Shares of Opendoor Technologies (OPEN 2.90%) plunged nearly 30% on Friday after the real estate iBuying company delivered worse-than-expected fourth-quarter earnings. The results show signs of weakness, but for long-term holders this drop could be an opportunity.
On Thursday night, Opendoor reported a fourth-quarter loss of $0.31 per share, well short of analyst expectations for an $0.18-per-share loss. But revenue of $3.82 billion beat expectations by about $600 million, and the company guided for first-quarter revenue of $4.1 billion to $4.3 billion, which at the low end is $800 million more than what analysts expect.
The company purchased 9,639 homes in the quarter, up 378% from a year ago. CEO Eric Wu said in a statement Opendoor is making progress mainstreaming iBuying for consumers.
"It is our fundamental belief that in a matter of years, millions of homebuyers and home sellers will pick a simple, certain, and fast experience and transact themselves, completely online," Wu said. "More importantly, we know Opendoor's digital, seamless experience is and will continue to be what consumers choose now and for decades to come."
It is worth noting that Opendoor shares were up 18% prior to earnings, which likely explains some of Friday's fall. But there were some troubling numbers in the report: Opendoor's contribution margin, a rough gauge of the profitability of its core buying and selling business, fell to 4% in the quarter, from 12.6% a year ago. Opendoor's long-range target is 4% to 6%, and it did deliver 6.5% for all of 2021.
Investors might have also been turned off by the massive growth in stock-based compensation in 2021. Opendoor reported a full-year net loss of $662 million, compared to $253 million in 2020, driven primarily by stock-based compensation growth to $536 million from $38 million.
Still, there is a lot of reason for hope contained within the results. The viability of iBuying was thrown into question last year when Zillow Group abruptly pulled the plug on its competing effort. Opendoor appears to be having a lot more success.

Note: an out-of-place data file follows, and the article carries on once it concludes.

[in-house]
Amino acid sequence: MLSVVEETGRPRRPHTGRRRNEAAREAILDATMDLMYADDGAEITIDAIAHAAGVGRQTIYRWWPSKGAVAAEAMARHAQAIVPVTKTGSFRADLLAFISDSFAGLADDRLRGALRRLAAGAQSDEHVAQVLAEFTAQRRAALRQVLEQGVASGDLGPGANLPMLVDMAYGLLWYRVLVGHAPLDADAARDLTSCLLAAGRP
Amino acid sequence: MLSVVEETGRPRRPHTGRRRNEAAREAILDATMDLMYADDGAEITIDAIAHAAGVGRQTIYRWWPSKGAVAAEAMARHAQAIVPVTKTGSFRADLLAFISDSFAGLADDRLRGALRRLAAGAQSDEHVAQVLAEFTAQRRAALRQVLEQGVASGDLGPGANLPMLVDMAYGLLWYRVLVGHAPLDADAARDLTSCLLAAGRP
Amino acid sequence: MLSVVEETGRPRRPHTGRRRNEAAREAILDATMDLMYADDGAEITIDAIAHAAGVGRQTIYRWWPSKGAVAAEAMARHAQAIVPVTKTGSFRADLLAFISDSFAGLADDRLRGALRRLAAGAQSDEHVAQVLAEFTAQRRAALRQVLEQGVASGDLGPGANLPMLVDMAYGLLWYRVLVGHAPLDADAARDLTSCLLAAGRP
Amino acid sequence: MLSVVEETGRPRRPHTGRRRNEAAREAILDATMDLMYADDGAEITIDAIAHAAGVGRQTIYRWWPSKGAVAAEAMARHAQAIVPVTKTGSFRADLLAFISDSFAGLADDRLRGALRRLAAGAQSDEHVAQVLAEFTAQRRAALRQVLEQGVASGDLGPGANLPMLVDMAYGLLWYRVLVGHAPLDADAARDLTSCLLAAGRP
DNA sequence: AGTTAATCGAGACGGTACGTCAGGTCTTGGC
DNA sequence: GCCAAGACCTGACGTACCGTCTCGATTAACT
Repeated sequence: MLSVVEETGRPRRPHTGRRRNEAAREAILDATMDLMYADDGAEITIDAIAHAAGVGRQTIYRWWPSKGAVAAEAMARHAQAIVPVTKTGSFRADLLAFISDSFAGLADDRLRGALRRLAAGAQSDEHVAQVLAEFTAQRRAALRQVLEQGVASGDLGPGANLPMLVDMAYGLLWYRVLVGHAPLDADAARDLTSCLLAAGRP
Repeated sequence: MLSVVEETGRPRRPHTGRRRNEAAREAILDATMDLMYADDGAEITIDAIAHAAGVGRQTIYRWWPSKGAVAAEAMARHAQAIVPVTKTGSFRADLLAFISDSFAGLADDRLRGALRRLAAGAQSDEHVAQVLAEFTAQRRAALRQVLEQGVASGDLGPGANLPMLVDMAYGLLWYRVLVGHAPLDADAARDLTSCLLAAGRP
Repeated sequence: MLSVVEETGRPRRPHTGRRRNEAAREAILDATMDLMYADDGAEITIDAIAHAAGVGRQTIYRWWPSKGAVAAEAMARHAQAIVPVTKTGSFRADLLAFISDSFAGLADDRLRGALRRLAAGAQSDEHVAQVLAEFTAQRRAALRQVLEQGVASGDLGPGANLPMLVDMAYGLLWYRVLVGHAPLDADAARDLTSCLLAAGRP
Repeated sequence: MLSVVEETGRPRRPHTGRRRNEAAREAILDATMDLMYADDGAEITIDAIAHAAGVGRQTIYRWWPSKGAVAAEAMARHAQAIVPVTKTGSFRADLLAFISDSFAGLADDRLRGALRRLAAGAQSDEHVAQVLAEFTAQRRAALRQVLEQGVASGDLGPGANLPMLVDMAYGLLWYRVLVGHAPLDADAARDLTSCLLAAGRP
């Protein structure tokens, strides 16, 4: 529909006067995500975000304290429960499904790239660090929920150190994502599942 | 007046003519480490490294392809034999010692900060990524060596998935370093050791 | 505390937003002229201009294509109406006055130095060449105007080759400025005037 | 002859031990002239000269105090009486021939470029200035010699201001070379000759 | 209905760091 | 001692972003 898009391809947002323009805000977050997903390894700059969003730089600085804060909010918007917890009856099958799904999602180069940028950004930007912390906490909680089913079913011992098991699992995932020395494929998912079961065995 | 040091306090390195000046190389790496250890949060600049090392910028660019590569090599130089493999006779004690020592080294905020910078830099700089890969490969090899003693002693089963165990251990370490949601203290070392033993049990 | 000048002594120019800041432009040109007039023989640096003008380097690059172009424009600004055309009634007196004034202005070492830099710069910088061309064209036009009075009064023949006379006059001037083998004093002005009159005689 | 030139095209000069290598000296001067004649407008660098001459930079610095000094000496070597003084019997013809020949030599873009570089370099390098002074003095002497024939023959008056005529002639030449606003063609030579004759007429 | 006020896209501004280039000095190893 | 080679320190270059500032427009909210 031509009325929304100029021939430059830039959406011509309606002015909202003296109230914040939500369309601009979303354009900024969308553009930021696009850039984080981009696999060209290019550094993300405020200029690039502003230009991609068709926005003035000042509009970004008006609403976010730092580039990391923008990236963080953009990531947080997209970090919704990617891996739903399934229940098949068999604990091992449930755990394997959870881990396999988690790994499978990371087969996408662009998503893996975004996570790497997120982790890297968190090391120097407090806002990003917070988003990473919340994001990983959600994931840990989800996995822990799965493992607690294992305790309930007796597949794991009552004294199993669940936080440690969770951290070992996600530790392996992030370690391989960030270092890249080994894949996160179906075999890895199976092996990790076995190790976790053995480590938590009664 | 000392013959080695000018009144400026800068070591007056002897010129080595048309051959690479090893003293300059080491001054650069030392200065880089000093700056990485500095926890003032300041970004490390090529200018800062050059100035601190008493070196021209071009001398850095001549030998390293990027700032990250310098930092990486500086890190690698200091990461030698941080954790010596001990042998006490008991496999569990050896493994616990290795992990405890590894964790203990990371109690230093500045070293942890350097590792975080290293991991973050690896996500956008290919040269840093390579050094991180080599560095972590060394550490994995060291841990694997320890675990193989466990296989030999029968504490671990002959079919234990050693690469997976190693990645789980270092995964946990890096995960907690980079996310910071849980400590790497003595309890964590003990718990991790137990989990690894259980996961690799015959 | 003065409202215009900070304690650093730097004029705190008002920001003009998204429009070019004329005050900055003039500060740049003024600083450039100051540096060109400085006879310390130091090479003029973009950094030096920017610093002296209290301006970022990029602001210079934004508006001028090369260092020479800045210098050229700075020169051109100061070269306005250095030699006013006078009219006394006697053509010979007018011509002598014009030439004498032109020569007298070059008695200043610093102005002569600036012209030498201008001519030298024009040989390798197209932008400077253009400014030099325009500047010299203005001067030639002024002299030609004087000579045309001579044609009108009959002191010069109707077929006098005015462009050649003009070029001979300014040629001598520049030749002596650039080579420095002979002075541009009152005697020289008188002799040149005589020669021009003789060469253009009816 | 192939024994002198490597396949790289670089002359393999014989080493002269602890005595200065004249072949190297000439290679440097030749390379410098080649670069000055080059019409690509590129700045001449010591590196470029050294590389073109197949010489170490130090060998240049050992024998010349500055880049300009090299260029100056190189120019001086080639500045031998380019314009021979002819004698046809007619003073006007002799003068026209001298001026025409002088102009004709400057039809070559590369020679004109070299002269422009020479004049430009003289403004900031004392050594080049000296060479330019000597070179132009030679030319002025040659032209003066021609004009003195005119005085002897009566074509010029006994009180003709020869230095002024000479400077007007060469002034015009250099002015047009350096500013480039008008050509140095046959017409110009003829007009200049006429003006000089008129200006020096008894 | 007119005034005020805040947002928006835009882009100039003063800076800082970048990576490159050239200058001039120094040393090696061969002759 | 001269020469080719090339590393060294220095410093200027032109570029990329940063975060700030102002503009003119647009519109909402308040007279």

At year-end, 8% of Opendoor homes in inventory had been listed for more than 120 days, which is significantly better than the overall market average of 24%. And Opendoor expects to produce positive earnings before interest, taxes, depreciation, and amortization in the first quarter, an improvement of $37 million year over year at the midpoint of its guidance.
We're still in the early days of the iBuying experiment. Real estate is notoriously cyclical, and we have no data yet to see how Opendoor will perform as rates rise or some other market shift occurs. But the quarter, if nothing else, showed no reason to panic, and no indication that Zillow's problems are industry-wide. And following the decline Opendoor is now trading at about one times sales, a discount to other real estate disruptors like Zillow and Redfin.
Opendoor is still unproven enough that it is best kept to a small, speculative part of a well-diversified portfolio. But for those interested in buying in and seeing how the business develops, Friday's job provides an opportunity to acquire shares at near a 52-week low.